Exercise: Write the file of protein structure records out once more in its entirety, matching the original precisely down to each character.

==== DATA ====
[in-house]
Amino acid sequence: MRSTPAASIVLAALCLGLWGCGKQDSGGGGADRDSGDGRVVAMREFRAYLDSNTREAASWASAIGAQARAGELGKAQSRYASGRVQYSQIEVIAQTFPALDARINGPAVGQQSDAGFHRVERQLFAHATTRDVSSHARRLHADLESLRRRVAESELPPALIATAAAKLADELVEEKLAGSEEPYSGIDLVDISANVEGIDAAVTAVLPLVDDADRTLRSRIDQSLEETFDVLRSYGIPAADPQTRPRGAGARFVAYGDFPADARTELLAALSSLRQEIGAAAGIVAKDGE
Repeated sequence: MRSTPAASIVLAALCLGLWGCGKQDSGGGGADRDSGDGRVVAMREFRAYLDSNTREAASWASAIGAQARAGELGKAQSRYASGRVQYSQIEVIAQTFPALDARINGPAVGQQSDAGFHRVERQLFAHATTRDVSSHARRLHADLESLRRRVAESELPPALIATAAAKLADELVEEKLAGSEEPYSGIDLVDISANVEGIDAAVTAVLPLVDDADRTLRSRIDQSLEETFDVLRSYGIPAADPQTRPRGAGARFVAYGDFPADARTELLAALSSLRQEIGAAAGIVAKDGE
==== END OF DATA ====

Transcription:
[in-house]
Amino acid sequence: MRSTPAASIVLAALCLGLWGCGKQDSGGGGADRDSGDGRVVAMREFRAYLDSNTREAASWASAIGAQARAGELGKAQSRYASGRVQYSQIEVIAQTFPALDARINGPAVGQQSDAGFHRVERQLFAHATTRDVSSHARRLHADLESLRRRVAESELPPALIATAAAKLADELVEEKLAGSEEPYSGIDLVDISANVEGIDAAVTAVLPLVDDADRTLRSRIDQSLEETFDVLRSYGIPAADPQTRPRGAGARFVAYGDFPADARTELLAALSSLRQEIGAAAGIVAKDGE
Repeated sequence: MRSTPAASIVLAALCLGLWGCGKQDSGGGGADRDSGDGRVVAMREFRAYLDSNTREAASWASAIGAQARAGELGKAQSRYASGRVQYSQIEVIAQTFPALDARINGPAVGQQSDAGFHRVERQLFAHATTRDVSSHARRLHADLESLRRRVAESELPPALIATAAAKLADELVEEKLAGSEEPYSGIDLVDISANVEGIDAAVTAVLPLVDDADRTLRSRIDQSLEETFDVLRSYGIPAADPQTRPRGAGARFVAYGDFPADARTELLAALSSLRQEIGAAAGIVAKDGE